• You can still be the kind of mother you want to be, no matter how your breastfeeding relationship turns out. For me, that meant co-sleeping and demand feeding even with bottles in the picture. I keep sterilised bottles of water and measured out amounts of formula by the bed as well as breastfeeding in bed overnight.

There are a lot of products out there with claims to increasing your supply. It’s impossible to do everything, so just concentrate on doing what you have the time/money/mental space for. I tried a bunch of things and I have no idea what actually worked and what just made me feel better, (but in mothering sometimes those two things are actually one-in-the-same).

  • There are changes you can make to your diet that may increase your supply and also just make you feel better in general. Eating lots of fresh vegetables, good fats and protein plus some fruit and cutting out junk food and lowering sugar and carbohydrate is where it’s at. I learnt a lot from the book ‘Motherfood‘ by Hilary Jacobson.
  • Don’t freak-out about dietary changes though. Even small incremental changes will make a difference. Just do what you can.
  • Breastfeeding tea is delicious (my favourite is from Julie at Blissful Herbs).
  • Boobie bikkies are good, but it’s best to either make your own or buy some that aren’t laden with sugar. I used this recipe but increased the brewer’s yeast to 7 tablespoons.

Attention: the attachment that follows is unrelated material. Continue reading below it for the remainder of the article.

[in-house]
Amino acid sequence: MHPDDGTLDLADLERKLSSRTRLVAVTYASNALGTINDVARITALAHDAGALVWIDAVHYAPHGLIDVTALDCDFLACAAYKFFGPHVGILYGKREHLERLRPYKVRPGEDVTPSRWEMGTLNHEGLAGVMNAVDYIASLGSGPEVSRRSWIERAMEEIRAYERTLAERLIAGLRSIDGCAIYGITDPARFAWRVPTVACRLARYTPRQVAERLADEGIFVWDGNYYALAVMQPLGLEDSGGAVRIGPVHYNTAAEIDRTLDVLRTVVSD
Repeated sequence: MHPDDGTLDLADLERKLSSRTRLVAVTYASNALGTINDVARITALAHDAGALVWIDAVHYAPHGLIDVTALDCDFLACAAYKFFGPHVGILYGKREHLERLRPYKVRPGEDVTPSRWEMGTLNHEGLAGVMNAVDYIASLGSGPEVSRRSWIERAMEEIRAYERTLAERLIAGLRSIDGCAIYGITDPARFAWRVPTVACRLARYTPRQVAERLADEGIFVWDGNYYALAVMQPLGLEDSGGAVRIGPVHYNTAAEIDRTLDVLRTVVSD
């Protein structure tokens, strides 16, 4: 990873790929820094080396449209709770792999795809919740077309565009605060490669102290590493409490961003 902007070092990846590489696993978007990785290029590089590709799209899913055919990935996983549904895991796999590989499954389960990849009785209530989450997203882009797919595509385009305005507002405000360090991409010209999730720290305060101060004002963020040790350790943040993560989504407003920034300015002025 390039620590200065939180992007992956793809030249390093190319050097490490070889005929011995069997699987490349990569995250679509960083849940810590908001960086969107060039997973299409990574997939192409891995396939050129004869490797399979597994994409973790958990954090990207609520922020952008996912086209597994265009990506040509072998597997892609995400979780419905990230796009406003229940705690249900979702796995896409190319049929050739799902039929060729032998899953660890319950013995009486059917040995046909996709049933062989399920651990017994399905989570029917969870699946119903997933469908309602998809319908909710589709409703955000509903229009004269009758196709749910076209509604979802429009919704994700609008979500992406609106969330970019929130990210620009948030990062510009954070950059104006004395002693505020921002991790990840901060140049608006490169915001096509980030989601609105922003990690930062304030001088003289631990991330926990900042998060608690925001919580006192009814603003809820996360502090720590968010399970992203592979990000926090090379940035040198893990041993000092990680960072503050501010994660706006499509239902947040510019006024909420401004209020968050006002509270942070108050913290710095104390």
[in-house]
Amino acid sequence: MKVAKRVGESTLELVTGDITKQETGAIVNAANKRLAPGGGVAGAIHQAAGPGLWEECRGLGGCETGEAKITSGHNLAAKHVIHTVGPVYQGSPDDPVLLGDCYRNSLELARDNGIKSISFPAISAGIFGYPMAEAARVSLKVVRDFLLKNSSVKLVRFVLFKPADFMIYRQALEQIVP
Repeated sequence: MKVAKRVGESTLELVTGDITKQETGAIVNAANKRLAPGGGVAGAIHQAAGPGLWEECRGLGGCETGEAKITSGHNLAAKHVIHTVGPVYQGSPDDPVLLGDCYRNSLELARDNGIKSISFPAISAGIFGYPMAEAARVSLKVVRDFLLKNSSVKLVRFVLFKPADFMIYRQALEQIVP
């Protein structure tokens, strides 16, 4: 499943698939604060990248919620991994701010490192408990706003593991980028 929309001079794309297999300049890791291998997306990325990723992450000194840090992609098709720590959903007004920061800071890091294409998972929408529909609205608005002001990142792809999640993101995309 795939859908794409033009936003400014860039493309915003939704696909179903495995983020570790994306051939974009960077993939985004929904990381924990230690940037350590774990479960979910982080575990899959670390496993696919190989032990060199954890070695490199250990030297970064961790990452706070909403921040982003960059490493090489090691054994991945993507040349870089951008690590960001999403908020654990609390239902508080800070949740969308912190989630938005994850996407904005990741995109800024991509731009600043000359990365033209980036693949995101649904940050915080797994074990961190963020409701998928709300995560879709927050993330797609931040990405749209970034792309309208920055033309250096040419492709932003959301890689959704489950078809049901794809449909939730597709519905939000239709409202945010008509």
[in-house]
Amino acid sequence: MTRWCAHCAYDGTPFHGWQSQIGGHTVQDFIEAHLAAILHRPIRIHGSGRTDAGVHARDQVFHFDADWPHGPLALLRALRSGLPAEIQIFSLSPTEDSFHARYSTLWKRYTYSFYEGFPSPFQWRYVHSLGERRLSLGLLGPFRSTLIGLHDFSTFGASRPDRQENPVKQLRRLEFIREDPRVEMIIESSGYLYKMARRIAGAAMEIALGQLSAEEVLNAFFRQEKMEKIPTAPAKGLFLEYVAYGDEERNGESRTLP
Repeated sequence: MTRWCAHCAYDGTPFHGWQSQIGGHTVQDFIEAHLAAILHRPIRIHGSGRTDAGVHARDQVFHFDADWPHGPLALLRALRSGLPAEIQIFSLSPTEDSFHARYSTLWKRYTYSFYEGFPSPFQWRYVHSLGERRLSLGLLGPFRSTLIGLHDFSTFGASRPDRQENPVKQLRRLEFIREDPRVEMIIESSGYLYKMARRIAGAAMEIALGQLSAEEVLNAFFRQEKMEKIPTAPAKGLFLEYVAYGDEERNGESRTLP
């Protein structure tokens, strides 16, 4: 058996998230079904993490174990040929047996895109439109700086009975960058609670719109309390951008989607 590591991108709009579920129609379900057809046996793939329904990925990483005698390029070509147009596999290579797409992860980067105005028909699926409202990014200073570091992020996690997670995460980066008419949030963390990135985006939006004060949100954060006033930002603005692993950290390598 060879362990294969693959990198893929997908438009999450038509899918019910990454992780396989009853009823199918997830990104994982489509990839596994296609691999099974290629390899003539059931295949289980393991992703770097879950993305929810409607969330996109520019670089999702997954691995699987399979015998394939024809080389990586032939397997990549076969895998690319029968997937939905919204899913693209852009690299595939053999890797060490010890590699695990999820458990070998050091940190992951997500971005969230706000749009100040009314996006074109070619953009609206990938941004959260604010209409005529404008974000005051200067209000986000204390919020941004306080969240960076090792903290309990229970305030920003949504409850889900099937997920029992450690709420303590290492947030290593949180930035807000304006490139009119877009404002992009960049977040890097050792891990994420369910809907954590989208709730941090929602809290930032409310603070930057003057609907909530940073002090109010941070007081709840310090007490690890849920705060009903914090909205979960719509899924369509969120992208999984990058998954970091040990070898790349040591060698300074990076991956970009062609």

• Pumping will help your supply, but don’t feel bad if you can’t do it as often as the books say! I found that breastfeeding my babies frequently and doing short bursts of power pumping (one-two days pumping for about 8 mins each breast after as many feeds as possible) worked better for me than endless pumping.
  • If you’re pumping a tiny amount it doesn’t necessarily mean that that is all you are making. Babies are much more efficient at getting milk from the breast than pumps.
  • I used Motillium (AKA Domperidone) with Leo, but didn’t use it with Clem and concentrated on herbal remedies (prescribed by a Naturopath) instead.
  • I never tried one, but some people swear by Supplementary Nursing Systems (SNS) or supply lines.

Our book doesn’t tell you how you should feed your baby

When we were writing You’re Doing Great, Baby we decided very early on that we wouldn’t show any pictures of the baby feeding. Mothers use their breasts, bottles, SNS (supplementary nursing systems) and tubes (for premmies) to feed their babies. We didn’t want anyone to feel excluded.

I remember when Leo was tiny I’d be reading a book about babies (Baby Love etc.) and I’d get to the chapter about breastfeeding and how good and important it was and I’d just bawl my eyes out and never pick up the book again. I promise that if you’re in the thick of breastfeeding or other challenges you can read our book without feeling like a failure. Everyone is doing great.

You can read other parts of my story here:

Breastfeeding with Insuffcient Glandular
Part one of the breastfeeding series
Part three: stuff I want to say to you about breastfeeding challenges